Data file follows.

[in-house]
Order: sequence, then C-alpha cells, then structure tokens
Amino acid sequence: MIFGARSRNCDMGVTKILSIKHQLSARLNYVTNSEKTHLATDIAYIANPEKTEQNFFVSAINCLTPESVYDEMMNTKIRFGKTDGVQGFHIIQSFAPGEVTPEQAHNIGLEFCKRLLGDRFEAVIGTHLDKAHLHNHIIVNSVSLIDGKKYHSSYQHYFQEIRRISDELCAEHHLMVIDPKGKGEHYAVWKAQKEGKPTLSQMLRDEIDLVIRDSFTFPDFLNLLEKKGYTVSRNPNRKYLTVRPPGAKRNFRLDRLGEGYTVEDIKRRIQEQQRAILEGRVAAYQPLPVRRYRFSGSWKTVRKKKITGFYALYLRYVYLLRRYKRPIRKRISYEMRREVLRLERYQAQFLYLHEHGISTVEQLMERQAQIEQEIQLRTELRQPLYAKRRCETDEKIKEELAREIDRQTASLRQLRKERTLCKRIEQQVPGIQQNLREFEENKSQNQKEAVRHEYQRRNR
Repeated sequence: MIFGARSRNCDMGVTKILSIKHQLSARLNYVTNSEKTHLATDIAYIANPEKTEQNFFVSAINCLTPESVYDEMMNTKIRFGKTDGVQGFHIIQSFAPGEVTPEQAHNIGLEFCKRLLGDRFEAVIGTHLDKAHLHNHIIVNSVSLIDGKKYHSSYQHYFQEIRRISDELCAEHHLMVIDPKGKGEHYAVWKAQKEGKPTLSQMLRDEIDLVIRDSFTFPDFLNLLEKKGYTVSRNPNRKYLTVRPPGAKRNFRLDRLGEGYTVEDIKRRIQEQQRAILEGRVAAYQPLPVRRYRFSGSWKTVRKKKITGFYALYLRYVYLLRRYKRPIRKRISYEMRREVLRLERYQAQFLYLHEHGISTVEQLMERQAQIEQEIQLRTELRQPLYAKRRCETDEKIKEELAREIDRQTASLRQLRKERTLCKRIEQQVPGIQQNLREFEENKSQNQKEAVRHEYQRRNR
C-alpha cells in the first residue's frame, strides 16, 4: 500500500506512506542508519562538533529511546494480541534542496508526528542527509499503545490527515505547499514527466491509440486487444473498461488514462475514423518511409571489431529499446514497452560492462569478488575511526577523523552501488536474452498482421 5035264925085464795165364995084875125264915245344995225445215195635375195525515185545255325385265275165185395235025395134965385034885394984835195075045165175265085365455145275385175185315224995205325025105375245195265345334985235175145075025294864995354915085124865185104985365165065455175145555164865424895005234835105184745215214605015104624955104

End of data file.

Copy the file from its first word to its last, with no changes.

[in-house]
Order: sequence, then C-alpha cells, then structure tokens
Amino acid sequence: MIFGARSRNCDMGVTKILSIKHQLSARLNYVTNSEKTHLATDIAYIANPEKTEQNFFVSAINCLTPESVYDEMMNTKIRFGKTDGVQGFHIIQSFAPGEVTPEQAHNIGLEFCKRLLGDRFEAVIGTHLDKAHLHNHIIVNSVSLIDGKKYHSSYQHYFQEIRRISDELCAEHHLMVIDPKGKGEHYAVWKAQKEGKPTLSQMLRDEIDLVIRDSFTFPDFLNLLEKKGYTVSRNPNRKYLTVRPPGAKRNFRLDRLGEGYTVEDIKRRIQEQQRAILEGRVAAYQPLPVRRYRFSGSWKTVRKKKITGFYALYLRYVYLLRRYKRPIRKRISYEMRREVLRLERYQAQFLYLHEHGISTVEQLMERQAQIEQEIQLRTELRQPLYAKRRCETDEKIKEELAREIDRQTASLRQLRKERTLCKRIEQQVPGIQQNLREFEENKSQNQKEAVRHEYQRRNR
Repeated sequence: MIFGARSRNCDMGVTKILSIKHQLSARLNYVTNSEKTHLATDIAYIANPEKTEQNFFVSAINCLTPESVYDEMMNTKIRFGKTDGVQGFHIIQSFAPGEVTPEQAHNIGLEFCKRLLGDRFEAVIGTHLDKAHLHNHIIVNSVSLIDGKKYHSSYQHYFQEIRRISDELCAEHHLMVIDPKGKGEHYAVWKAQKEGKPTLSQMLRDEIDLVIRDSFTFPDFLNLLEKKGYTVSRNPNRKYLTVRPPGAKRNFRLDRLGEGYTVEDIKRRIQEQQRAILEGRVAAYQPLPVRRYRFSGSWKTVRKKKITGFYALYLRYVYLLRRYKRPIRKRISYEMRREVLRLERYQAQFLYLHEHGISTVEQLMERQAQIEQEIQLRTELRQPLYAKRRCETDEKIKEELAREIDRQTASLRQLRKERTLCKRIEQQVPGIQQNLREFEENKSQNQKEAVRHEYQRRNR
C-alpha cells in the first residue's frame, strides 16, 4: 500500500506512506542508519562538533529511546494480541534542496508526528542527509499503545490527515505547499514527466491509440486487444473498461488514462475514423518511409571489431529499446514497452560492462569478488575511526577523523552501488536474452498482421 5035264925085464795165364995084875125264915245344995225445215195635375195525515185545255325385265275165185395235025395134965385034885394984835195075045165175265085365455145275385175185315224995205325025105375245195265345334985235175145075025294864995354915085124865185104985365165065455175145555164865424895005234835105184745215214605015104624955104